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Published 4 April 2019

A voyage of positive youth development for New Zealand adolescents

The R. Tucker Thompson took the youth on a 7-day voyage around Northland

Researchers have found a 7-day adventure sailing voyage around Northland had a positive impact on the youth voyagers, with increases in psychological resilience, self-esteem and positive outlook.

In the paper ‘Positive youth development in Māori and New Zealand European adolescents through an adventure education programme’  recently published in Kōtuitui: New Zealand Journal of Social Sciences Online Vol/Iss 14/1, Hitaua Arahanga-Doyle et al used a study on sail training to promote positive youth development (PYD) in Māori and New Zealand European teenagers. The PYD approach places an emphasis on promoting positive factors that are beneficial for development, rather than identifying and fixing faults.

The aim of the study was to assess how three main outcomes of PYD changed as a result of the activities and experience on the voyage. Additionally, the study recorded how a sense of belonging or whanaungatanga contributed to changes in PYD.

Mental disorder rates among children are becoming more prominent in Aotearoa New Zealand, resulting in a growing interest in the use of PYD. Māori youth are disproportionately affected by mental health challenges. In the context of Aotearoa New Zealand, PYD not only creates a more positive narrative for influencing youth outcomes, it also redefines those outcomes.

Instead of correcting, curing or treating mental health challenges, a PYD approach seeks to understand, educate and engage teenagers in activities that are productive. This approach also has an underlying ethos of Māori health and wellbeing.

The teenagers on board were selected from the Northland region of the country. Many are tangata whenua, traversing and learning about that area of Northland for the first time during the 7-day voyage. This place-based approach draws on the connections between land, belonging and identity, and aims to strengthen these connections. Activities such as visiting historical pā sites, celestial navigation and celebrating their tupuna who have historically taken similar voyages, all provided valuable connections for Māori youth and helped to foster their self-esteem.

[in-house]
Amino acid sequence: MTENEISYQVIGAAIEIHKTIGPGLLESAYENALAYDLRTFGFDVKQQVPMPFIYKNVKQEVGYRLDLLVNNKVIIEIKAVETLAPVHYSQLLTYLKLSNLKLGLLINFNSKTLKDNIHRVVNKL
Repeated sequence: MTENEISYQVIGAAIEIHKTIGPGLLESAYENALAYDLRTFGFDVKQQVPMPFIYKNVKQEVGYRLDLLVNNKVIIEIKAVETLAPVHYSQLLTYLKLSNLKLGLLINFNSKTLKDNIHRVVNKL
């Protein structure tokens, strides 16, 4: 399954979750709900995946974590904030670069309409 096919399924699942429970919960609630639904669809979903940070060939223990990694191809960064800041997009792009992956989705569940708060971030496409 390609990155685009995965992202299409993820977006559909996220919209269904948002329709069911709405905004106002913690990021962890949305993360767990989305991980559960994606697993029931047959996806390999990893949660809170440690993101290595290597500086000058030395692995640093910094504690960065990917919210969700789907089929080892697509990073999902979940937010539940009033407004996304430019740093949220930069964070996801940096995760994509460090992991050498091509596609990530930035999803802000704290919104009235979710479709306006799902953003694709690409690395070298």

Before getting on the vessel, voyagers took part in activities that prioritised whakawhanaungatanga in order to create a comfortable environment for discussion and teamwork. The teenagers also set up self-discipline through a tātou process that outlined acceptable behaviour. This process was revisited if a member of the team pushed the boundaries, allowing the team to work through issues using a process of their own creation.

For both Māori and Pākeha voyagers, the assessments showed that their resilience, self-esteem and positive outlook increased from the first to the last day of the trip. For Māori voyagers, these increases in psychological resilience were significantly driven by the social and collective identity of the voyagers that they formed together.

The open access article ‘Positive youth development in Māori and New Zealand European adolescents through an adventure education programme’ is available to read in full in the latest issue of Kōtuitui: New Zealand Journal of Social Sciences Online, a showcase of the increasing number of collaborative research endeavours across the social sciences in Aotearoa. Hosted at Taylor & Francis Online.